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Study finds racial disparities in smoking cessation treatment

A new study from the American Cancer Society finds black and Hispanic smokers are less likely than whites to receive and use smoking cessation advice and aids. The study, published in the May issue of the American Journal of Preventive Medicine, also finds men and those without a usual source of medical care were less likely to be screened for tobacco use and receive advice to quit.

Members of several racial and ethnic minority populations bear a disproportionate share of the adverse health consequences of tobacco use. There is strong evidence that interventions, ranging from a health care workers brief advice to quit to extensive counseling and the use of pharmaceutical and behavioral adjuncts, can considerably improve cessation rates in smokers. Smoking is associated with socioeconomic disadvantage and is an important contributor to inequalities in health.

For their study, American Cancer Society researchers led by Vilma Cokkinides, Ph.D., analyzed survey results from 4756 smokers (aged 18 and older) who visited a healthcare provider within the past year. All were participants in the 2005 National Health Interview Survey (NHIS). The analysis found that compared to white smokers, black and Hispanic smokers were less likely to have been asked about tobacco use (85 percent in whites versus 77 percent in blacks and 72 percent in Hispanics); less likely to have been advised to quit (63 percent in whites versus 55 percent in blacks and 48 percent in Hispanics); and less likely to have used tobacco-cessation aids during the past year in a quit attempt (38 percent in whites versus 24 percent in blacks and 21 percent in Hispanics).These racial/ethnic differences in the use of smoking cessation remained significant even after controlling for various other factors (for example, health insurance coverage, or socio-economics status of smokers).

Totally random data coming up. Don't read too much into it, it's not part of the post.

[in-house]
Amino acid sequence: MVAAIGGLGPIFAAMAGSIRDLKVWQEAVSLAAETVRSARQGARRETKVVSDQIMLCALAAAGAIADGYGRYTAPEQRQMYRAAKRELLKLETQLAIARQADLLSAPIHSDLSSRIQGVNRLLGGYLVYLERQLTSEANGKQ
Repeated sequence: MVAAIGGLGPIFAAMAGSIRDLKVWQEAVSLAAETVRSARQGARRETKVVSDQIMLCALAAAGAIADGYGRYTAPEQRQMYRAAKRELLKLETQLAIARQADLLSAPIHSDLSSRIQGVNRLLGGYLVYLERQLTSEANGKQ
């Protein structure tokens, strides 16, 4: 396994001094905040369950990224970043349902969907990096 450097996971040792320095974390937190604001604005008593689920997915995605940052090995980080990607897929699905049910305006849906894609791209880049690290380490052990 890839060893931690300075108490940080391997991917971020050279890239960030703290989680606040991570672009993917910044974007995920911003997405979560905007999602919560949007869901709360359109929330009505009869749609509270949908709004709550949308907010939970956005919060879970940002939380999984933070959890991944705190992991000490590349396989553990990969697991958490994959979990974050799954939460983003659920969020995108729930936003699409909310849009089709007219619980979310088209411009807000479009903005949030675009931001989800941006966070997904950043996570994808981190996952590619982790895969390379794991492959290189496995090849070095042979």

The good news is the number of smokers who are getting advice to quit is rising, from 53 percent in 2000 to 61 percent in 2005, with increases across racial and ethnic groups, said Otis W. Brawley, M.D., chief medical officer of the American Cancer Society. The bad news is the gap between races still exists. We need to ensure there is broad and consistent application of proven tobacco cessation interventions if we are to sustain the overall progress documented in this study.


Contact: David Sampson
American Cancer Society

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